In some Arabic cultures, when someone gets something they have been hoping for, people say: “her intention was pure!” or “he must have pure will!” This signals to a deeply held cultural belief that the pure of heart will always be cared for by God. They do not receive miracles or luck by accident, but rather, due to their own goodness.

Intention isn’t everything… but it certainly plays a big role in shaping the lives we build for ourselves, as it feeds our actions. In pursuit of good friends and fun company, one will find himself out of luck if he himself is neither friendly nor fun. In pursuit of wealth, one will find herself penniless when she exercises greed towards others. In pursuit of love, one stands alone and disheartened if his primary intention is to take from love, and not give back to it.

If we are aware of our negative intentions and recognize the consequences, we can put them in check and gradually practice intentions that are better aligned with the path of happiness. But, if we decide to excuse our negative intentions, we cannot hope that nobody will notice, because they will. We cannot escape our intentions; we might as well plaster neon signs on our foreheads that tell it like it is.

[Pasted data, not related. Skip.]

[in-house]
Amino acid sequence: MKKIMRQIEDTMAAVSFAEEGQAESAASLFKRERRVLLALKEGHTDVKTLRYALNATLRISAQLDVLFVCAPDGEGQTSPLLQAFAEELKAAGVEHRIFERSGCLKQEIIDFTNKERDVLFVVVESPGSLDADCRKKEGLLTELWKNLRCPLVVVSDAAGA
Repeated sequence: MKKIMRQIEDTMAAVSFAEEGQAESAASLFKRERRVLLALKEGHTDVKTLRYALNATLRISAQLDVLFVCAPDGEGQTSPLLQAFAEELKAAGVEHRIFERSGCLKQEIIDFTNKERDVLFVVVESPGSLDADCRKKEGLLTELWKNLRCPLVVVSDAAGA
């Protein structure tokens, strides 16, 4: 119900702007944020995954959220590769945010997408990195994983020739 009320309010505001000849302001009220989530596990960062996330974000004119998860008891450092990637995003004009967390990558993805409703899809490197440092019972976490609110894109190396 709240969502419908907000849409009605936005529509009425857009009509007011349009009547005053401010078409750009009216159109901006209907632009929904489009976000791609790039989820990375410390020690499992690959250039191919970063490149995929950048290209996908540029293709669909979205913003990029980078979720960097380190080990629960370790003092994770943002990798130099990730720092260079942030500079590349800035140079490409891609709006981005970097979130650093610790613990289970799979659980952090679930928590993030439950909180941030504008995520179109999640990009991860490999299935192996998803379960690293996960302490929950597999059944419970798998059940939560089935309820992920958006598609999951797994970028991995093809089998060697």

There will always be people out there who are better off, and worse off, than you are. Be genuinely happy for their successes. Be genuinely sad for their pain. Be genuinely afraid for them when they get sick. Be genuinely excited for them when they get that promotion. If you are not genuine, they will be able to tell, and you will have missed the point of this life entirely.

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On Anger…